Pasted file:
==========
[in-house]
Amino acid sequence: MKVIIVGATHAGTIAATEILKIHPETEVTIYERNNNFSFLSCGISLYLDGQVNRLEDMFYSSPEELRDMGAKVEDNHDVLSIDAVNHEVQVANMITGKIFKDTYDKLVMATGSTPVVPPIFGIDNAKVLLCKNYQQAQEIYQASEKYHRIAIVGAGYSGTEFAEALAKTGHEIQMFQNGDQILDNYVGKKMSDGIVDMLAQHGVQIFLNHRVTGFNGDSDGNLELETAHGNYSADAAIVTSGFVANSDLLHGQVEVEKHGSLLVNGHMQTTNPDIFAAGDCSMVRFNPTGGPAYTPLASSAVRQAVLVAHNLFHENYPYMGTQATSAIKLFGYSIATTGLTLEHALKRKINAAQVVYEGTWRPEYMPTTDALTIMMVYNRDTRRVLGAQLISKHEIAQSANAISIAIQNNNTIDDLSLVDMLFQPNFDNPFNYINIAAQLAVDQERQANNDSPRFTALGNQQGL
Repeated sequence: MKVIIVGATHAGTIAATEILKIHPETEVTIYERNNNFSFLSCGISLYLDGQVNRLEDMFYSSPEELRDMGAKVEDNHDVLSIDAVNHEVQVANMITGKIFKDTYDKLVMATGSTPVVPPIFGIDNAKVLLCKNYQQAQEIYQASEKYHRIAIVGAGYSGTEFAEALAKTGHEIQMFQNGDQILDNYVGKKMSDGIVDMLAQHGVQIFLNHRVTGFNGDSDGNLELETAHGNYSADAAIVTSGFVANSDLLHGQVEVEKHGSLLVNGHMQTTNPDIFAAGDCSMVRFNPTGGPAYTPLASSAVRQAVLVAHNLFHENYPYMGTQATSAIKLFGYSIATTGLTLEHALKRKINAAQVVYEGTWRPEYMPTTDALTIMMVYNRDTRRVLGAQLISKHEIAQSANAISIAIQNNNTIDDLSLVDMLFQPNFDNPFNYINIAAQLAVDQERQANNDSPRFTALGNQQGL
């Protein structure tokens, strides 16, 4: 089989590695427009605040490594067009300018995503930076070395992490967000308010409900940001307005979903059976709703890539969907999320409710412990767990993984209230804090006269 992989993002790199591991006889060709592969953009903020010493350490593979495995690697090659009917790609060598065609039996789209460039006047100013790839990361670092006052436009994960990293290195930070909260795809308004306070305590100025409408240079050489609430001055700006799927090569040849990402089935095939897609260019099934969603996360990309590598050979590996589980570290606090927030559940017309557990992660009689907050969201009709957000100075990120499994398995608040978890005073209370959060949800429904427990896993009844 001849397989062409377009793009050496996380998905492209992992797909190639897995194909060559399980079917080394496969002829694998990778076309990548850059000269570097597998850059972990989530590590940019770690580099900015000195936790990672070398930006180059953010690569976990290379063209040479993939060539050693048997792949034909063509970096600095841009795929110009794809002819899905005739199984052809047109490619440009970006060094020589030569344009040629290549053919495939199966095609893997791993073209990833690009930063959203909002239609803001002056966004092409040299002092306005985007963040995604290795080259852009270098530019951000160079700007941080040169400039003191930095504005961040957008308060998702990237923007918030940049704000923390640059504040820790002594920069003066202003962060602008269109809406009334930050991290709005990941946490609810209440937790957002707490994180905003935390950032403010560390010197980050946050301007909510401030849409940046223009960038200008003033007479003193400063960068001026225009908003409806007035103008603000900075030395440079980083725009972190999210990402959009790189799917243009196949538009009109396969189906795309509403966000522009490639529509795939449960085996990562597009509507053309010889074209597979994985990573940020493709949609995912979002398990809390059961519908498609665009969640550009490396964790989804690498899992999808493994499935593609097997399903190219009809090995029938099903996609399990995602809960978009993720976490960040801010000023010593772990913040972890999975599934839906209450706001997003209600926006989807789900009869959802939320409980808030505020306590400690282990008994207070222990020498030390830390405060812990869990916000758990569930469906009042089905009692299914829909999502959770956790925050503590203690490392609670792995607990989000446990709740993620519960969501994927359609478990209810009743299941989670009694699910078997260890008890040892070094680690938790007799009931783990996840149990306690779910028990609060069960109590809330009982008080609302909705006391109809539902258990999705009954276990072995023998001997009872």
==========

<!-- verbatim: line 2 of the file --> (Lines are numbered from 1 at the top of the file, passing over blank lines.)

Amino acid sequence: MKVIIVGATHAGTIAATEILKIHPETEVTIYERNNNFSFLSCGISLYLDGQVNRLEDMFYSSPEELRDMGAKVEDNHDVLSIDAVNHEVQVANMITGKIFKDTYDKLVMATGSTPVVPPIFGIDNAKVLLCKNYQQAQEIYQASEKYHRIAIVGAGYSGTEFAEALAKTGHEIQMFQNGDQILDNYVGKKMSDGIVDMLAQHGVQIFLNHRVTGFNGDSDGNLELETAHGNYSADAAIVTSGFVANSDLLHGQVEVEKHGSLLVNGHMQTTNPDIFAAGDCSMVRFNPTGGPAYTPLASSAVRQAVLVAHNLFHENYPYMGTQATSAIKLFGYSIATTGLTLEHALKRKINAAQVVYEGTWRPEYMPTTDALTIMMVYNRDTRRVLGAQLISKHEIAQSANAISIAIQNNNTIDDLSLVDMLFQPNFDNPFNYINIAAQLAVDQERQANNDSPRFTALGNQQGL